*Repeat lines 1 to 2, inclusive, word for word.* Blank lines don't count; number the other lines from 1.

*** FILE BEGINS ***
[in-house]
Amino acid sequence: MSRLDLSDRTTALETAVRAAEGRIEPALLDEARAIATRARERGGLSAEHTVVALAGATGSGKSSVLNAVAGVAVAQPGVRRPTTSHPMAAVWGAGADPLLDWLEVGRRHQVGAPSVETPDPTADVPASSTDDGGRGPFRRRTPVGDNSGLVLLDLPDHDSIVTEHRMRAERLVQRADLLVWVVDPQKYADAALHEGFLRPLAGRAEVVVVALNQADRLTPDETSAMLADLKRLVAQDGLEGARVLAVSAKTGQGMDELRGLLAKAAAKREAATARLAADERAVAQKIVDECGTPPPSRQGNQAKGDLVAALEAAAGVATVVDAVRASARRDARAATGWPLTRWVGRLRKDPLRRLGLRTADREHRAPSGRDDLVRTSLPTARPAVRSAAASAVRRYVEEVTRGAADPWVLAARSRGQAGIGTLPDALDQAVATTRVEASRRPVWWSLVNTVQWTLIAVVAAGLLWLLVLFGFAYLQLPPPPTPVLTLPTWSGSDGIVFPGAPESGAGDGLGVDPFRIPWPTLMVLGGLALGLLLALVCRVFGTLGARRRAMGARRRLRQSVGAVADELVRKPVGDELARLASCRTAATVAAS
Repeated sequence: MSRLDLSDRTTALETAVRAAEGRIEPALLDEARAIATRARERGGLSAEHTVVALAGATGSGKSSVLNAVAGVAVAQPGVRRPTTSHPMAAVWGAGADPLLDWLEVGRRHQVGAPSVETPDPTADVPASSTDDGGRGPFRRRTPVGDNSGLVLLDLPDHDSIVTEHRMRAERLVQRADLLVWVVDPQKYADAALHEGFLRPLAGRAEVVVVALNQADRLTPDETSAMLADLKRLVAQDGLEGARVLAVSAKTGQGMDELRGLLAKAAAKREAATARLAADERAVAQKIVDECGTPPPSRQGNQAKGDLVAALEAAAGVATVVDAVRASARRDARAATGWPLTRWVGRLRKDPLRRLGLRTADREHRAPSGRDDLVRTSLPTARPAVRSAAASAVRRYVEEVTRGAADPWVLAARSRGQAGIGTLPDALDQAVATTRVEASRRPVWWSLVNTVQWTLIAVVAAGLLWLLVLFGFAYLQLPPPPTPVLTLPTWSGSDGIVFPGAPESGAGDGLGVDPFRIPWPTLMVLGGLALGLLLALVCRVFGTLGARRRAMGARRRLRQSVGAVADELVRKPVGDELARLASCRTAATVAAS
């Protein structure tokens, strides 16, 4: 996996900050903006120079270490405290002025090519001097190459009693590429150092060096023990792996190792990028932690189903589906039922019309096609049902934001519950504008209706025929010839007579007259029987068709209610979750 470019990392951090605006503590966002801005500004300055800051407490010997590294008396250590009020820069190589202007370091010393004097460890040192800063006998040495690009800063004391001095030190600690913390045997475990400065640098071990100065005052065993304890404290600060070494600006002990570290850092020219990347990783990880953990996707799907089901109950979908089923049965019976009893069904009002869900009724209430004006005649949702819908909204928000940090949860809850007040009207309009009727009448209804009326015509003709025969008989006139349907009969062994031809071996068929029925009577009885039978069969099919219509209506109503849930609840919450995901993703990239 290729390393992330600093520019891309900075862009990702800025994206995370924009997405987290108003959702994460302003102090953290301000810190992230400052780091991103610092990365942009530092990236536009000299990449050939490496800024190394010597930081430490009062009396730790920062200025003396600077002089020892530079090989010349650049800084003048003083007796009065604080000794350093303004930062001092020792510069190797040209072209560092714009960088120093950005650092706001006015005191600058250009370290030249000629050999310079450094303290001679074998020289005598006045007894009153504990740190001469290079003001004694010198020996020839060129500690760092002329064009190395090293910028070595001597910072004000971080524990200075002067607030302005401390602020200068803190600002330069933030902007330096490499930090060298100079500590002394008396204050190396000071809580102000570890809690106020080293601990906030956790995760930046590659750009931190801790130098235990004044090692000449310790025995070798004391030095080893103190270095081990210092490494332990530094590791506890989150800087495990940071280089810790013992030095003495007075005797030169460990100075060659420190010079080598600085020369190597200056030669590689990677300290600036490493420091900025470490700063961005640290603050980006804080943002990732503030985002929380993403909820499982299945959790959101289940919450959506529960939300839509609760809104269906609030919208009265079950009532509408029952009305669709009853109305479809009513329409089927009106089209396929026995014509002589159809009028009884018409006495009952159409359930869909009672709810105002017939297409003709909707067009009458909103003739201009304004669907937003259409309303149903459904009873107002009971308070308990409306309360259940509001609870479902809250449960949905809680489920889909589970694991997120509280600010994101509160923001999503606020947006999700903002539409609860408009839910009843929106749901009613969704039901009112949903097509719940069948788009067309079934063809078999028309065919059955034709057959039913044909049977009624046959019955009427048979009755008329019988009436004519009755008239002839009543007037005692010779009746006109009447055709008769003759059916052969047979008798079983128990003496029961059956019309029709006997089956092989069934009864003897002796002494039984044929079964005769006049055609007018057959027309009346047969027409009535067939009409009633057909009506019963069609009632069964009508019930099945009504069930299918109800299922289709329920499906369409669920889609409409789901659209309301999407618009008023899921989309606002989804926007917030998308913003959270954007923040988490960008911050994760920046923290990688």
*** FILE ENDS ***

[in-house]
Amino acid sequence: MSRLDLSDRTTALETAVRAAEGRIEPALLDEARAIATRARERGGLSAEHTVVALAGATGSGKSSVLNAVAGVAVAQPGVRRPTTSHPMAAVWGAGADPLLDWLEVGRRHQVGAPSVETPDPTADVPASSTDDGGRGPFRRRTPVGDNSGLVLLDLPDHDSIVTEHRMRAERLVQRADLLVWVVDPQKYADAALHEGFLRPLAGRAEVVVVALNQADRLTPDETSAMLADLKRLVAQDGLEGARVLAVSAKTGQGMDELRGLLAKAAAKREAATARLAADERAVAQKIVDECGTPPPSRQGNQAKGDLVAALEAAAGVATVVDAVRASARRDARAATGWPLTRWVGRLRKDPLRRLGLRTADREHRAPSGRDDLVRTSLPTARPAVRSAAASAVRRYVEEVTRGAADPWVLAARSRGQAGIGTLPDALDQAVATTRVEASRRPVWWSLVNTVQWTLIAVVAAGLLWLLVLFGFAYLQLPPPPTPVLTLPTWSGSDGIVFPGAPESGAGDGLGVDPFRIPWPTLMVLGGLALGLLLALVCRVFGTLGARRRAMGARRRLRQSVGAVADELVRKPVGDELARLASCRTAATVAAS